How to Make Your Own Cricket Bat Stickers

    Step 1

    Wipe the bat with a soft cloth to remove large pieces of dirt and debris. Then use a household cleaner to wipe the surface again. Stickers adhere more easily to a clean surface.

    Step 2

    Using the paper on which you want to create your sticker design (either colored or white), sketch out the dimensions of the cricket bat to establish your workable area.

    Step 3

    Draw your personal sticker design within the marked area.

    Step 4

    Adhere carpet tape (double-sided tape) to the back of the paper on which you have drawn your sticker. For a 4-inch sticker, use two pieces of 2-inch wide tape to cover the back surface. Make sure that the tape extends to the end of the image, covering the entire picture backing. This creates the sticky side of your homemade sticker.

    Step 5

    Use scissors or a paper cutter to cut around your image, creating the desired sticker size for your bat.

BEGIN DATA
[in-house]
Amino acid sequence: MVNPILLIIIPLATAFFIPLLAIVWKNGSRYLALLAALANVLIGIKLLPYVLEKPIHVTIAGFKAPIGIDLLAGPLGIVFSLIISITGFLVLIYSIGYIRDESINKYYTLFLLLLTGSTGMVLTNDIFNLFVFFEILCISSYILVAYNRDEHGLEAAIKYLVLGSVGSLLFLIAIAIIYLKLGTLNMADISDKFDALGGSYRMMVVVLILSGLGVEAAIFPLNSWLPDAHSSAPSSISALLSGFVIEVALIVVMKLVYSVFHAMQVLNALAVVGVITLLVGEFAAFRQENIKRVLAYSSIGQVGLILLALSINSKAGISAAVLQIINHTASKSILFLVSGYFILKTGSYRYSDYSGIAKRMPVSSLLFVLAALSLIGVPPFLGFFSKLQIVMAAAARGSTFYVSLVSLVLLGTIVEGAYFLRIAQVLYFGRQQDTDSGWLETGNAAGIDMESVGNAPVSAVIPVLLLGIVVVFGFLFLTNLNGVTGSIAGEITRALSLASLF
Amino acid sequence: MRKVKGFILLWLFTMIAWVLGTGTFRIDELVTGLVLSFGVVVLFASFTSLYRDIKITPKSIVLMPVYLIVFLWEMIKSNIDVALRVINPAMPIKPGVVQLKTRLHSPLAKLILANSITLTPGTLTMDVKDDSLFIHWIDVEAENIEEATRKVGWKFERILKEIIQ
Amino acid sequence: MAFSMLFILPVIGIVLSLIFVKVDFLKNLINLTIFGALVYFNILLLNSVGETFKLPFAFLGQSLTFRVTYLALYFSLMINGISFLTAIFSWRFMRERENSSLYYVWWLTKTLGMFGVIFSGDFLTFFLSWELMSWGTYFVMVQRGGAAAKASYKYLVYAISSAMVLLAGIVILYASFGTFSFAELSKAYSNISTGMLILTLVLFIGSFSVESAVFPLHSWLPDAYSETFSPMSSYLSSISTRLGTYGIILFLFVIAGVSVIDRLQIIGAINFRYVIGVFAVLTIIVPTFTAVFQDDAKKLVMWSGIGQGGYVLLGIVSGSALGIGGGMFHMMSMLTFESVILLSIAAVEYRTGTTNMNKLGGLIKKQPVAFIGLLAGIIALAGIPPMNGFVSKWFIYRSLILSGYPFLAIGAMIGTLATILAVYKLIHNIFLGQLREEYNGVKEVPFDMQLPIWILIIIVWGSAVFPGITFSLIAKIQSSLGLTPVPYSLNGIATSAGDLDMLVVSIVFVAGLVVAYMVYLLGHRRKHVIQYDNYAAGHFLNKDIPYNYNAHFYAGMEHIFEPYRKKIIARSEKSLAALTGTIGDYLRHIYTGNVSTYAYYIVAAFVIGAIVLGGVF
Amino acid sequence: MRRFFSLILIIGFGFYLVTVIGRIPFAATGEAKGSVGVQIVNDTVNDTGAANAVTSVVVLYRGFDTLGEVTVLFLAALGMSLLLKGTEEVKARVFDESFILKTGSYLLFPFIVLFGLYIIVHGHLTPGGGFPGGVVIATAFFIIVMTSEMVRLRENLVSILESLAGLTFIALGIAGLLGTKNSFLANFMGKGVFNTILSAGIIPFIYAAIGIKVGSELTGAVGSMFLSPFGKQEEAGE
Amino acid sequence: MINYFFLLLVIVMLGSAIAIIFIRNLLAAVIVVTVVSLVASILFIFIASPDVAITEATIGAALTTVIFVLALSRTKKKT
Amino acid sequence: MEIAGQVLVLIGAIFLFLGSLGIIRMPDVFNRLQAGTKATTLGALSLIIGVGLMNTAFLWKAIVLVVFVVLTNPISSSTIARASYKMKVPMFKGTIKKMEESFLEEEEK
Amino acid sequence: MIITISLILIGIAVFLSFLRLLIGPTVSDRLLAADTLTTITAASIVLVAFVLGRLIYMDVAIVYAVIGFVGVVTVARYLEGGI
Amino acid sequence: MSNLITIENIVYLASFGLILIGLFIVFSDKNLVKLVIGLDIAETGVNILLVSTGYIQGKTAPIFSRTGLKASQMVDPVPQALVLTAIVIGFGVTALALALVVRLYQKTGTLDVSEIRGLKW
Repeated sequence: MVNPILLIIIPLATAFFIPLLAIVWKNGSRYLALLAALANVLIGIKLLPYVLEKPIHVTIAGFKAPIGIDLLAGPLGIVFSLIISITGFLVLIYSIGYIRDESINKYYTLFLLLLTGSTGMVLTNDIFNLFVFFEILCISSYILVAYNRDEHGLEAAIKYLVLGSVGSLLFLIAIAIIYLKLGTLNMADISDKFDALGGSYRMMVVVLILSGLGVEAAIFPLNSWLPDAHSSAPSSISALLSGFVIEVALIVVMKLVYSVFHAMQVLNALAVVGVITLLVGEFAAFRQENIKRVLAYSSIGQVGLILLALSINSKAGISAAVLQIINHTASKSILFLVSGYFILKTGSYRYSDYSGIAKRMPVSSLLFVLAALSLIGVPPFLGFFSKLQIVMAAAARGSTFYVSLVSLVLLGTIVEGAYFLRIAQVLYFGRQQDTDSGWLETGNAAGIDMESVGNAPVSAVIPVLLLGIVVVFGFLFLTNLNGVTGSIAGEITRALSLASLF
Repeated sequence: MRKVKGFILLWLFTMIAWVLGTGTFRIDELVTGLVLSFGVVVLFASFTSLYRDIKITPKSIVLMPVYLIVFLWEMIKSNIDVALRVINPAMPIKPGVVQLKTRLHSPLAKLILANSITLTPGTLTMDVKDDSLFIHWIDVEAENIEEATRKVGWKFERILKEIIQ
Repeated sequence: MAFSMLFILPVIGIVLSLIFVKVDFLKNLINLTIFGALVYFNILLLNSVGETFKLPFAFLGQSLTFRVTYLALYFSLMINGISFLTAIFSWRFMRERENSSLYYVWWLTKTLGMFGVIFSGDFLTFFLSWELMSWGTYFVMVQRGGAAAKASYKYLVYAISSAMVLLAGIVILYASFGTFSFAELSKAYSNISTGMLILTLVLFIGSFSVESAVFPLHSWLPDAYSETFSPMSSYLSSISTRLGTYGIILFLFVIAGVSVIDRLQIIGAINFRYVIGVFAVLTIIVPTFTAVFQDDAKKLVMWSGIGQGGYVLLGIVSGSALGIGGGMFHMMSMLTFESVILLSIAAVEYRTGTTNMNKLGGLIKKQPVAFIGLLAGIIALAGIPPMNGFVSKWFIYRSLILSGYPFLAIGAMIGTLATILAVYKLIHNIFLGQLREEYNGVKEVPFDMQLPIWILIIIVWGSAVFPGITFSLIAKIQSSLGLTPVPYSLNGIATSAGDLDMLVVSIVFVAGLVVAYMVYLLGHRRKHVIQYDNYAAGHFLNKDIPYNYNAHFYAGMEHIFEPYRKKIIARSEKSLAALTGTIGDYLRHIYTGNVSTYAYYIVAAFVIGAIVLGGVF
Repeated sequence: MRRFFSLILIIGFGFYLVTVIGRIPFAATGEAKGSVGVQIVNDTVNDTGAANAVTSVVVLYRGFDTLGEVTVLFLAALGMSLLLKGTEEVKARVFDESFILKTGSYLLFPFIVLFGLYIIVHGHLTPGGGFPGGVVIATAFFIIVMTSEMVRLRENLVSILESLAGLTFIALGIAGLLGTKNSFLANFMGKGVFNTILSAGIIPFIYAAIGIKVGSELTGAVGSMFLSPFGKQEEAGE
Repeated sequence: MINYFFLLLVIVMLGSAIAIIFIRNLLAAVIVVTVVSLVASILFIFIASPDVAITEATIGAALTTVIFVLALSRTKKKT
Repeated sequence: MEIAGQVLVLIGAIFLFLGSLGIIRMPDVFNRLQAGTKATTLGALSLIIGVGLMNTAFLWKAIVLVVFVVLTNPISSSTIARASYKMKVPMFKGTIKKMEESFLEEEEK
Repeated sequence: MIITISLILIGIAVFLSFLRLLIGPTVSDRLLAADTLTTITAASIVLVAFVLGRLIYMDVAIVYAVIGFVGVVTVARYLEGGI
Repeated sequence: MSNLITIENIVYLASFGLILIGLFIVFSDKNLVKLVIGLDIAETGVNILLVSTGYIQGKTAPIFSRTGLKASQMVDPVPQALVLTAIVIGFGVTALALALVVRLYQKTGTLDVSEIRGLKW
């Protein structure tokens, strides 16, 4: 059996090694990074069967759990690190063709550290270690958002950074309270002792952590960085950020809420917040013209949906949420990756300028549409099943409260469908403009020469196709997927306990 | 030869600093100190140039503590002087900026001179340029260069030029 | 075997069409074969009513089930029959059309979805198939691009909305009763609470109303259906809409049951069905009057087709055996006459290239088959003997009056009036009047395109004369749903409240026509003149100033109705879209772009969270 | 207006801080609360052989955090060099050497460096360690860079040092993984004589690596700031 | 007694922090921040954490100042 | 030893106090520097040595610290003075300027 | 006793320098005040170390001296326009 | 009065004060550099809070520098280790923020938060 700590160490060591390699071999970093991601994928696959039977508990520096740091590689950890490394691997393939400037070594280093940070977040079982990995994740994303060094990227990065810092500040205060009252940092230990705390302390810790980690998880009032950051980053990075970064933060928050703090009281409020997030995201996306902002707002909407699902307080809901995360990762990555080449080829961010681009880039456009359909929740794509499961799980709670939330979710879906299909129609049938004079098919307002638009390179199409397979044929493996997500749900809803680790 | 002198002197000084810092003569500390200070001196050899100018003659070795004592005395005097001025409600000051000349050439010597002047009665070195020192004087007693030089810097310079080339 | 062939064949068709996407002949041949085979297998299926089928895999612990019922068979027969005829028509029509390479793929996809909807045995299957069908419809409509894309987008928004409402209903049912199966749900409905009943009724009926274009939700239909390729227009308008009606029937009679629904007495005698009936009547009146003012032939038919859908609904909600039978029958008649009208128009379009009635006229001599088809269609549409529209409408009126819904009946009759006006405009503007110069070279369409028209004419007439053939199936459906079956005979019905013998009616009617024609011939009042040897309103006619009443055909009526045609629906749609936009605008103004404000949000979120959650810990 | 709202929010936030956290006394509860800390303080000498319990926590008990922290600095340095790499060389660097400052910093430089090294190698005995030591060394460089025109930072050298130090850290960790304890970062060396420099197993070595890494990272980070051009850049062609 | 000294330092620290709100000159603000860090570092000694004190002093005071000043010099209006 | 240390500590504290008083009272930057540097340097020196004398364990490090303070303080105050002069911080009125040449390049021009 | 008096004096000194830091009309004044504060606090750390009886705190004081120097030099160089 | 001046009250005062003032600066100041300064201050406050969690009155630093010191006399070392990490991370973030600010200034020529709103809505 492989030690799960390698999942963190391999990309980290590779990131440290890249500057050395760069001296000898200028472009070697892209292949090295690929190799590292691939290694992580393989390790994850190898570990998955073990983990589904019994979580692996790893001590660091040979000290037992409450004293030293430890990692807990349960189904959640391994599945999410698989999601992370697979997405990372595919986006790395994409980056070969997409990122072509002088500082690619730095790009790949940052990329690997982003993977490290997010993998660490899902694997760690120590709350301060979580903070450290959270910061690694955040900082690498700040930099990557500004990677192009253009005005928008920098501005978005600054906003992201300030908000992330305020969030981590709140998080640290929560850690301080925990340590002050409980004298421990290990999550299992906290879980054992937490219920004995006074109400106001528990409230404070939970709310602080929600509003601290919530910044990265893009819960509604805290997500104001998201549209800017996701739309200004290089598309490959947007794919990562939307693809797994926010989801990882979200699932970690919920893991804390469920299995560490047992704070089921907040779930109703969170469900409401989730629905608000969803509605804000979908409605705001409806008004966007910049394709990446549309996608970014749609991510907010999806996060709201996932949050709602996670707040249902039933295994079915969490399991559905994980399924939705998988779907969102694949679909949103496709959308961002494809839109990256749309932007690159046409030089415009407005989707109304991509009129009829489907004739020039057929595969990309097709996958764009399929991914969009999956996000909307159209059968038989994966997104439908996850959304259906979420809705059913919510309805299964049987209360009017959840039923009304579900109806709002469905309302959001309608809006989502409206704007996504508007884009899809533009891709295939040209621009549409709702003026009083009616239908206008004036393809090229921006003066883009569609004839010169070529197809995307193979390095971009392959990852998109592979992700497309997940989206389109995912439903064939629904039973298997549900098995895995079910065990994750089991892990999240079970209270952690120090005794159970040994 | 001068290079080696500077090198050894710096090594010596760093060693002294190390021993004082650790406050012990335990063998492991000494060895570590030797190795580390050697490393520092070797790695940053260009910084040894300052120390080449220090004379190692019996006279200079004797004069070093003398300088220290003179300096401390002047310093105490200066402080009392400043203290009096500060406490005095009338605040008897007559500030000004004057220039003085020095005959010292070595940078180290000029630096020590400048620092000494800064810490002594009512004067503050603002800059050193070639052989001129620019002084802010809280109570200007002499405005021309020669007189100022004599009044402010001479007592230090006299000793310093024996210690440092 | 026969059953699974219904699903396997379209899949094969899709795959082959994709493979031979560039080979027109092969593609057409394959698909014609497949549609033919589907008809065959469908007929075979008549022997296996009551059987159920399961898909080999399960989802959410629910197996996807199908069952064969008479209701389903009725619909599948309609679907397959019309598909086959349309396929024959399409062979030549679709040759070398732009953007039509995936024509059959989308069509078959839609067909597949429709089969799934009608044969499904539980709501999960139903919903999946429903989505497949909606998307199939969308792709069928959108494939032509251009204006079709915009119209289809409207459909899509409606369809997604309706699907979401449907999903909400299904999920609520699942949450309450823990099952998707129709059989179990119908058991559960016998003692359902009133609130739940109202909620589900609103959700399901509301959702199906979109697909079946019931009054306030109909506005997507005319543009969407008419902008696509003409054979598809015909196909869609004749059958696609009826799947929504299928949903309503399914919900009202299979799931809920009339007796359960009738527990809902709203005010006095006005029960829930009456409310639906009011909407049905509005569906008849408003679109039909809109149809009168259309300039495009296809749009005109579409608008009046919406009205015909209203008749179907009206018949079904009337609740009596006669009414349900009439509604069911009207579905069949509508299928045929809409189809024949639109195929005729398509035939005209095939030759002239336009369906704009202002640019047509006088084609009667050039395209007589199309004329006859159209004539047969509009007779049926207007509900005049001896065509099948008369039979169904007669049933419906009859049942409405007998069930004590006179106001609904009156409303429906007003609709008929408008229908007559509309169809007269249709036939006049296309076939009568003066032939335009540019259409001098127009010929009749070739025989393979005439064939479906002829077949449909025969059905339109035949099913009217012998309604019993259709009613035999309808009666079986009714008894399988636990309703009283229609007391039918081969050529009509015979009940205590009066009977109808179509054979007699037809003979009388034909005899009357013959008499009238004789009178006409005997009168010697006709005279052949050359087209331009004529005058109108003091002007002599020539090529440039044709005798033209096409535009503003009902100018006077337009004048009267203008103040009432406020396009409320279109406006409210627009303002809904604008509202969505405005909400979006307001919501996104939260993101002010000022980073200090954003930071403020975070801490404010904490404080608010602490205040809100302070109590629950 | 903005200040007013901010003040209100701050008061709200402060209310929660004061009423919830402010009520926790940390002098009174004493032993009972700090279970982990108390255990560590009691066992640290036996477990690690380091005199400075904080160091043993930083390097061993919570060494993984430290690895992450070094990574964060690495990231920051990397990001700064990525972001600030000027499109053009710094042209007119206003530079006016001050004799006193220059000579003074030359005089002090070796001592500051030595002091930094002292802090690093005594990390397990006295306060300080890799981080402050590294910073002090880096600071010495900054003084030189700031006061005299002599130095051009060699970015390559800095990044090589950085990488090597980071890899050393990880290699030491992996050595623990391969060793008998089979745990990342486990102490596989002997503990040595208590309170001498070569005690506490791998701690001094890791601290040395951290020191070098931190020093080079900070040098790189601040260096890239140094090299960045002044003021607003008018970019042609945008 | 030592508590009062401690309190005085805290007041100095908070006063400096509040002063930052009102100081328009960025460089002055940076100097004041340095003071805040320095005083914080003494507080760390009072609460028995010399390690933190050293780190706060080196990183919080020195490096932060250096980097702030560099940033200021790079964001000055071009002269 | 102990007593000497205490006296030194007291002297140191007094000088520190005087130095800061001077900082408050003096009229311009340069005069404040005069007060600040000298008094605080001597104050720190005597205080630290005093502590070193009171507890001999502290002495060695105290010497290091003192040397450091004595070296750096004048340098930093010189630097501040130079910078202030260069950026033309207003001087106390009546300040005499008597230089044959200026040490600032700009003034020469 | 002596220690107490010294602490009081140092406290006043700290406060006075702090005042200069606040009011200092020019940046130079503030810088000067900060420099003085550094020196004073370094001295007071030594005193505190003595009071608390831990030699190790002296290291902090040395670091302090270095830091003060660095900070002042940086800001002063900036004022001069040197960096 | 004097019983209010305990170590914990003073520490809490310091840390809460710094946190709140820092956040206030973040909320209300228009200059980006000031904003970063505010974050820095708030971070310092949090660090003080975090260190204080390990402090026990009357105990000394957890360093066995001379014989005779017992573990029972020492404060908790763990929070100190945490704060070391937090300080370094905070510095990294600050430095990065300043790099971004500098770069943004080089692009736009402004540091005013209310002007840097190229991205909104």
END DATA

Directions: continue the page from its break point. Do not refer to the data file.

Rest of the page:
Step 6

    Coat the custom sticker with acrylic spray to make it more robust for outdoor play.

    Step 7

    Remove carpet tape backing by peeling it off, and adhere your homemade sticker to the clean surface of your cricket bat.


  • Use plastic carpet tape, as opposed to cloth carpet tape, which can be difficult to cut.
  • Use wider carpet tape for fewer gaps between tape. For large stickers, an acceptable gap is an eighth of an inch. For a cricket bat size, use two pieces of 2-inch wide tape.
  • The acrylic spray does not make your sticker waterproof. Wipe bat after each use to prolong the life of your stickers.


  • Use acrylic spray in a well-ventilated area to avoid inhalation.

Things Needed

  • Cricket bat
  • Scissors
  • Carpet tape
  • Household cleaning spray
  • Acrylic spray
  • Ruler

About the Author

Jennifer Tanzman has been writing since 2005. She has been published in "Acta Astronautica," "Journal of the International Academy of Astronautics" and "Johns Hopkins APL Technical Digest." Tanzman earned a Master of Science in mechanical engineering from Johns Hopkins University, as well as a Bachelor of Science in mechanical engineering from Binghamton University.